Gov. Rick Scott has thrown out a handful of education markers for lawmakers this session, most notably threatening to veto any budget that does not increase K-12 funding.
Scott told lawmakers that he also opposes a proposed budget that would raise tuition at state universities. But it’s worth underlining a passage in the Orlando Sentinel’s budget story today: Scott’s veto may be useless to stop tuition hikes:
Scott has said he wanted to keep Florida’s tuition rates lower than other states’ as a competitive advantage and harked back to his own days as a self-financed college student. But he may not have much say in the decision.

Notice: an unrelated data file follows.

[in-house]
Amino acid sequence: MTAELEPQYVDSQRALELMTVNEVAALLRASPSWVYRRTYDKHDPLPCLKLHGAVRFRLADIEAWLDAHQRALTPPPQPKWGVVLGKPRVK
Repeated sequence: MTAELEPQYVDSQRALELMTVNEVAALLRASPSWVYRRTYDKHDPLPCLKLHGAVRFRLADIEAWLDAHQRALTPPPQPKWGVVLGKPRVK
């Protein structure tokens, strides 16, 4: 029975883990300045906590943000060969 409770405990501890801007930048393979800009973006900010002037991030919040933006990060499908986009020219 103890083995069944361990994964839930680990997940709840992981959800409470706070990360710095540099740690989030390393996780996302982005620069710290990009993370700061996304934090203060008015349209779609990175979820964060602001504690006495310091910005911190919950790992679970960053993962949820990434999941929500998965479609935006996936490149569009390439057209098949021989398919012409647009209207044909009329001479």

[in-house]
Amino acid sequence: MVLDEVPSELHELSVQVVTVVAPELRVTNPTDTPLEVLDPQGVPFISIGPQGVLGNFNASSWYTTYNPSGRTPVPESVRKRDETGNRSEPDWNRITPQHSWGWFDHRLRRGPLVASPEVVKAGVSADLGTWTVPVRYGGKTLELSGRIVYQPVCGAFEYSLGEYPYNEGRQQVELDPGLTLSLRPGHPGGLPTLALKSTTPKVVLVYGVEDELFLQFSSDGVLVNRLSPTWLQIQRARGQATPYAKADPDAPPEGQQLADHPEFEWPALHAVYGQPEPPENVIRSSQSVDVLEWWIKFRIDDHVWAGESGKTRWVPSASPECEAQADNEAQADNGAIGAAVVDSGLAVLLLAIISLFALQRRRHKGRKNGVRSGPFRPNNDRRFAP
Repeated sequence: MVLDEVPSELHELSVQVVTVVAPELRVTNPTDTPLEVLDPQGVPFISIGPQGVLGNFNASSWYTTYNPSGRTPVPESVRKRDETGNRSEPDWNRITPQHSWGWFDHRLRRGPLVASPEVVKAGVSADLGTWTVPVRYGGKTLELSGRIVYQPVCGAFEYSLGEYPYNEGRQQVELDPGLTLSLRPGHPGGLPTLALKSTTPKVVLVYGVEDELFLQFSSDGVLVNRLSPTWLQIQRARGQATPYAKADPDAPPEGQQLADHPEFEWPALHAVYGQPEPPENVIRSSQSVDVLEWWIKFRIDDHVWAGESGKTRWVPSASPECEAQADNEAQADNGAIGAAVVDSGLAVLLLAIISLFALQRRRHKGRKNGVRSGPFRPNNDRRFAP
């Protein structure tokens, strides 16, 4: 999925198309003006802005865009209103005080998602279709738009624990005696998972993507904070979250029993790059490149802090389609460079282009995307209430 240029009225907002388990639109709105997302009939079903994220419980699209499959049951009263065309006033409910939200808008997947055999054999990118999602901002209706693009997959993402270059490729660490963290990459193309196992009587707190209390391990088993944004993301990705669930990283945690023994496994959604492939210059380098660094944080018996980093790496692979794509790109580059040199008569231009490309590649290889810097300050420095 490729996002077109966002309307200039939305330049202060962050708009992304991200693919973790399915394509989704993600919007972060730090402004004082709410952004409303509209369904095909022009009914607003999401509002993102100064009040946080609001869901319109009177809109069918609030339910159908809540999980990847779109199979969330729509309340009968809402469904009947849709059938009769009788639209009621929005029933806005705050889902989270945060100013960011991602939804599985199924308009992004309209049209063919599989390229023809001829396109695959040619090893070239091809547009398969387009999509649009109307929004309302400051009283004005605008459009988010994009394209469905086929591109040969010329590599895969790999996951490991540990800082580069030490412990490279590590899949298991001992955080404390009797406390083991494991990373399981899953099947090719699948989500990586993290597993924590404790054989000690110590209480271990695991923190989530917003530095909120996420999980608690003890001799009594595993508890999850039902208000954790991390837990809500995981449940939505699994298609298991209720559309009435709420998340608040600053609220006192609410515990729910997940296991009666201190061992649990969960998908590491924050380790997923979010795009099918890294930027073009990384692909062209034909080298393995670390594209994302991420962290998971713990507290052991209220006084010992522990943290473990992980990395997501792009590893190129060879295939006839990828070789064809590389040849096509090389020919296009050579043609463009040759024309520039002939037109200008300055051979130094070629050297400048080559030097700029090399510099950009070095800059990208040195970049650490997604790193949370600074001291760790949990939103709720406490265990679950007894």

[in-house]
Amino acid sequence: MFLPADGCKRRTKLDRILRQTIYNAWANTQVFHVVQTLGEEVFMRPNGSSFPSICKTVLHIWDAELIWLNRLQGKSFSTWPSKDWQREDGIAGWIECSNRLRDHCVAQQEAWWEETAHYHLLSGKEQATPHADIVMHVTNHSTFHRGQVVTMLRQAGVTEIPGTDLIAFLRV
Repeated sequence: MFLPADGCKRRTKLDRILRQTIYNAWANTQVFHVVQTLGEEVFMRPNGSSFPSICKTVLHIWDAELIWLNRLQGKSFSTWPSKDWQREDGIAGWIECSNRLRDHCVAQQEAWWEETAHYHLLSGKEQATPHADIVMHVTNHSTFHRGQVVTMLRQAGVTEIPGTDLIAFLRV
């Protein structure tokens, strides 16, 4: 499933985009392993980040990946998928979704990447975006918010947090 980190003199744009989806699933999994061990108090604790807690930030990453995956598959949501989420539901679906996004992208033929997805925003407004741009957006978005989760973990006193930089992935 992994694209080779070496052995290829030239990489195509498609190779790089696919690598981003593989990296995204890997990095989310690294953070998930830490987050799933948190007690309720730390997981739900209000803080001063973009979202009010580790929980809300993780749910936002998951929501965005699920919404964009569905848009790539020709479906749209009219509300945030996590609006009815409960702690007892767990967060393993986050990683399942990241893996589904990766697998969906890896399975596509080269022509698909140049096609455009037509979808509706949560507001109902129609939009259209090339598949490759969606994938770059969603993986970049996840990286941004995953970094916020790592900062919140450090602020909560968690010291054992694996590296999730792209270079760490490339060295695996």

House Appropriations Chair Denise Grimsley, R-Sebring, said Wednesday that the governor won’t be able to veto the hikes because they aren’t being implemented by a line item in the budget.
In 2007 Lawmakers first gave universities the ability to raise tuition by 15 percent a year, as long as tuition was below the national average. That means budget writers don’t have to approve tuition increases — universities can just raise the cost.
It also means that unless Scott wants to flex some muscle elsewhere, he’s powerless to stop the estimated $245 million in coming tuition hikes.